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Related to Umbelliferae: Rutaceae


A large family of aromatic dicotyledonous herbs in the order Umbellales; flowers have an ovary of two carpels, ripening to form a dry fruit that splits into two halves, each containing a single seed.



(Apiaceae), a family of dicotyledonous plants related to the ginseng family. They are herbaceous plants—sometimes shrubs and small trees in the tropics and subtropics—with alternate, usually dissected coleophyllous leaves and often hollow stems. The inflorescences are compound but sometimes simple umbels or heads. The small flowers are usually bisexual and regular. The calyx, consisting of five small denticles at the apex of the gynaecium, is often inconspicuous but may sometimes be well developed. There are five petals and stamens, with the petal apexes usu-ally curved inward. The pistil has a half-inferior bilocular gynaecium and large developed honeycups. The fruit is a cremocarp, usually breaking up into dry monospermous lobes (mericarps) which hang from either an entire or, more often, bipartite column (carpophore). The seed has an endosperm and a small embryo and is usually fused with the pericarp. All the organs have well-developed conceptacles for essential oils and resins.

The family comprises over 280 genera (about 3,000 species), distributed over almost the entire globe, especially in the nontropical regions of the northern hemisphere. There are 140 genera (about 750 species) in the USSR. The family includes many useful plants: food plants (carrots, parsley, celery, dill, parsnip, caraway, coriander), essential-oil plants (coriander, anise, fennel, caraway, ajowan), and medicinal and industrial plants. Some members of the family are very toxic, including hemlock, cowbane, and fool’s-parsley. A number of species grow as weeds among crops.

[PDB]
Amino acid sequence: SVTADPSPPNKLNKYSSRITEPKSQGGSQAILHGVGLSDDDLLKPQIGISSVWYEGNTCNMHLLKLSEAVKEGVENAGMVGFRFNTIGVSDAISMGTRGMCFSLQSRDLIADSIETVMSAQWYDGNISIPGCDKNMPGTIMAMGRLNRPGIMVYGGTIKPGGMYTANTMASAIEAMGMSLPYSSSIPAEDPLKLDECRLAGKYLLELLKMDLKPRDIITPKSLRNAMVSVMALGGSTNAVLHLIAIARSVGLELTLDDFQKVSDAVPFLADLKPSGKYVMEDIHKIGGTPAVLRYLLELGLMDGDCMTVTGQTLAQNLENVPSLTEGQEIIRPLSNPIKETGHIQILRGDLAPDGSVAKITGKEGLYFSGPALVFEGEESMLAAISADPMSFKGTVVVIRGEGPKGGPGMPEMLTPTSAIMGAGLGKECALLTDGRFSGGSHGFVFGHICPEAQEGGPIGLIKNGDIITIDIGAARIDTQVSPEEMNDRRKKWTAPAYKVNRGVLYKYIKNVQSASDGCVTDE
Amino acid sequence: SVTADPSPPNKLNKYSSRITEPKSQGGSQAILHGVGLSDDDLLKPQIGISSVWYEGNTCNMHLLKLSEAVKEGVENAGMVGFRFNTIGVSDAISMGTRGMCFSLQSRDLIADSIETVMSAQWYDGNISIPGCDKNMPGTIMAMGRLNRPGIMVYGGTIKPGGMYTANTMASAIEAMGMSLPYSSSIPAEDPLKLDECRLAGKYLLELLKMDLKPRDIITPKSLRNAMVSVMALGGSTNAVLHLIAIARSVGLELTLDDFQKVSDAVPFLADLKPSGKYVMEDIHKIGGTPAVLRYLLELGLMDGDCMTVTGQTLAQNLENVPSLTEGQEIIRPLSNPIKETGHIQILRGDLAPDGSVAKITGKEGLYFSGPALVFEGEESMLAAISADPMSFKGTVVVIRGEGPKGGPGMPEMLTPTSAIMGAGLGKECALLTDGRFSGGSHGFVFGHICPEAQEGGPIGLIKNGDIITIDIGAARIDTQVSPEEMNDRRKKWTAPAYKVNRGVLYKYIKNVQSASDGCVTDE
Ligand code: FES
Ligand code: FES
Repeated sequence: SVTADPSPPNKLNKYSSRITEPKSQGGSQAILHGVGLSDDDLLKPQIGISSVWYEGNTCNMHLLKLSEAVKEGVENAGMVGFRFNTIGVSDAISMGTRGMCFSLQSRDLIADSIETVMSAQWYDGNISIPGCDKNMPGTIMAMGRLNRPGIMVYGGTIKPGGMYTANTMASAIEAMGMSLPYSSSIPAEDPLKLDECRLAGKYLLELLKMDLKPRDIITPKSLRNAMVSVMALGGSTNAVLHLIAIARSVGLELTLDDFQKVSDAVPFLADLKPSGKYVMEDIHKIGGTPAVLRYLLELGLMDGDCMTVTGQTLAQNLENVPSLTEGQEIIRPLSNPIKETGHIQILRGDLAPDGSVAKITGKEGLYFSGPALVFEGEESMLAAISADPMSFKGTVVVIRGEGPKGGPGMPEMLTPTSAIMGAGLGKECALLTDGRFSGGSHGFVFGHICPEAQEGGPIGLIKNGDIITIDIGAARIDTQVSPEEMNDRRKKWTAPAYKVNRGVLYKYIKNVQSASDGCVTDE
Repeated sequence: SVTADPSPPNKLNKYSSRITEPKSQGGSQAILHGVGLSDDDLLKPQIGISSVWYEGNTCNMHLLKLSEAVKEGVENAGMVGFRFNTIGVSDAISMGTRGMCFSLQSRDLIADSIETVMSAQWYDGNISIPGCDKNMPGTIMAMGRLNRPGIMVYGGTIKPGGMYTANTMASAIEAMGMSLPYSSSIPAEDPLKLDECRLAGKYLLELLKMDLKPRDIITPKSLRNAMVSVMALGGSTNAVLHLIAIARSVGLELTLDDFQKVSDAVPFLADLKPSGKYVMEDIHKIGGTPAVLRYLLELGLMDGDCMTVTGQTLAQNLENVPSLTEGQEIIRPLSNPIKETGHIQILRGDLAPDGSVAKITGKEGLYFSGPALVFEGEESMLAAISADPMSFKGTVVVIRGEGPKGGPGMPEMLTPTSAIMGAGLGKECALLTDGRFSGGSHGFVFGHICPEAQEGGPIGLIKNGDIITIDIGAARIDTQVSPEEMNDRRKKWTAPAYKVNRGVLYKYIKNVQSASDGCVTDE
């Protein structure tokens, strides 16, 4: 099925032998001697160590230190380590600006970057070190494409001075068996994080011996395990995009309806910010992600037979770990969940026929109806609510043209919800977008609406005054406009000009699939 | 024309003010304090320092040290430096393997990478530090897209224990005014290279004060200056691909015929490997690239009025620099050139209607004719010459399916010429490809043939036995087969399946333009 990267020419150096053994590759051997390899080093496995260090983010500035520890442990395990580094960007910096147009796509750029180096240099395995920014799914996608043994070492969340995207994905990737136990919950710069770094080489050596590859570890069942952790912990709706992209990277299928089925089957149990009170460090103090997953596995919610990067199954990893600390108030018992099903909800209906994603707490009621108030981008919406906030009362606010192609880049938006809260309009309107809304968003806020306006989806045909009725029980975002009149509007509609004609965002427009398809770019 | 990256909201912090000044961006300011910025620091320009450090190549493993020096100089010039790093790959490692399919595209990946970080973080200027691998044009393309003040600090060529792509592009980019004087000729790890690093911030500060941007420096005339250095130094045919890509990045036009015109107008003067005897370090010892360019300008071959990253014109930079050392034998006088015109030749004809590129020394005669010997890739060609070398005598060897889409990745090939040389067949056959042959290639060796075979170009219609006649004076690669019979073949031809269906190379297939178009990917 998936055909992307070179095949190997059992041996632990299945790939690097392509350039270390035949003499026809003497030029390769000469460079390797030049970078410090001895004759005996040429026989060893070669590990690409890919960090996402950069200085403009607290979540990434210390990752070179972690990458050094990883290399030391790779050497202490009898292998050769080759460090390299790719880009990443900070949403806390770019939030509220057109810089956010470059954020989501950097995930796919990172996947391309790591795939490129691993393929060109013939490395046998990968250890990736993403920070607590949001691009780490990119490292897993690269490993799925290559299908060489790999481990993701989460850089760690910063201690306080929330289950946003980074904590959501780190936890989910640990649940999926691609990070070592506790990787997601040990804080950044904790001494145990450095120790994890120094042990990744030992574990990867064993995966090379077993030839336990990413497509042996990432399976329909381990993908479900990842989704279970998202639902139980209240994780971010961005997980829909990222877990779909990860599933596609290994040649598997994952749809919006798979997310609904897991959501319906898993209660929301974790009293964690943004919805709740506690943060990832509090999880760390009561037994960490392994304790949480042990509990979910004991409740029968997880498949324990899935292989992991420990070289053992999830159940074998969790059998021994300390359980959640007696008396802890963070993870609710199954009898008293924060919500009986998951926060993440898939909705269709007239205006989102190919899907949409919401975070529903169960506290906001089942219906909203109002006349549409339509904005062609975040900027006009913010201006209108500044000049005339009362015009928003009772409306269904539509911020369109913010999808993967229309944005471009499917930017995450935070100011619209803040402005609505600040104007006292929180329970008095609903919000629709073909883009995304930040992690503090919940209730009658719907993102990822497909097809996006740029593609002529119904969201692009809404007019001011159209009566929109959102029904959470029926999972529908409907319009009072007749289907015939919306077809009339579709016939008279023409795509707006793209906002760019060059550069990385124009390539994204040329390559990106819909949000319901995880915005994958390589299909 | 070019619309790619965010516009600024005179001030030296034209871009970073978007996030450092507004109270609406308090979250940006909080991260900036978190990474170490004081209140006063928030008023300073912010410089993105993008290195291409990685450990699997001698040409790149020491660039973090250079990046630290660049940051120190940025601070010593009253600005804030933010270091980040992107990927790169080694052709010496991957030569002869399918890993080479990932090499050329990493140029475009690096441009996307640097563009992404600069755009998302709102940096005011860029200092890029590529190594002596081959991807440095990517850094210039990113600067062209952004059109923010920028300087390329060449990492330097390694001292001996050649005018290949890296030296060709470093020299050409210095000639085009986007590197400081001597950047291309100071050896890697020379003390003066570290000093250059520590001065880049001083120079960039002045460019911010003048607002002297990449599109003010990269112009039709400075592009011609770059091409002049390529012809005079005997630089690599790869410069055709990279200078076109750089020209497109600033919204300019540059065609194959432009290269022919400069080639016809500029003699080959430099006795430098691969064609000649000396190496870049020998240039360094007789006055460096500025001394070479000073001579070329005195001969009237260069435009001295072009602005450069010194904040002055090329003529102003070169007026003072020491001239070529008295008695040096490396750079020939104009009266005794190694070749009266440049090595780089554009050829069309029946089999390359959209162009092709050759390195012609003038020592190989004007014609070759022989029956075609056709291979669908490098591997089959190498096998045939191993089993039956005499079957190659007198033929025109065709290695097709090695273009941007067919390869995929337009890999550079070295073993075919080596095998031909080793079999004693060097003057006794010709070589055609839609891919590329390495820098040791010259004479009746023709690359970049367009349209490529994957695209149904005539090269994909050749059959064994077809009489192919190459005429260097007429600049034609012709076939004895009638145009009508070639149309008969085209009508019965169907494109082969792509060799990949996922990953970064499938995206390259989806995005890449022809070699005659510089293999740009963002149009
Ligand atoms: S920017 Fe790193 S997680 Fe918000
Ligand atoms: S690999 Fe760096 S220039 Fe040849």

Flora SSSR, vols. 16–17. Moscow-Leningrad, 1950–51.


References in periodicals archive ?
Yr Umbelliferae oedd yr hen enw, ac mae''n well gen i hwnnw am ei fod yn disgrifio nifer helaeth o aelodau o'r teulu yma - mae'r mwyafrif o'r blodau'n edrych fel ymbarel.
WILD CHERVIL: Related to the carrot family also called umbelliferae.
Umbelliferae or Apiaceae: Sudden, unexpected attack or assault in the form of a blow that comes from nowhere, as seen in riots, accidents, or stabbings.
Echinophora platyloba belongs to Umbelliferae family and consists of four species including E.
The adults need pollen and nectar for their flying, mating and egg laying activities and plants in the Umbelliferae (Cow Parsley) and Asteraceae (Daisy) families are of particular importance from April, when the adults become active again, until October when they hibernate.
The wild carrot, Daucus carota, belongs to the family Umbelliferae.
Also known as umbelliferae there are many herbs and a few vegetables belonging to this family.
Interestingly, both Ligusticum chuanxiong and Cnidium belong to Umbelliferae, and are both being used to treat the same conditions [Baek et al.
This tiny little fly lays its eggs at the bases of the young carrot plants and other Umbelliferae host plants such as parsnips, parsley and celery during early June and the maggots then burrow into the developing tap root causing the telltale holes that we are all familiar with.
Seed Oils of Pakistani Wild species of Umbelliferae Family: Ducrosia anethifolia, Bunium persicum, Bunium cylindricum and Ammi majus.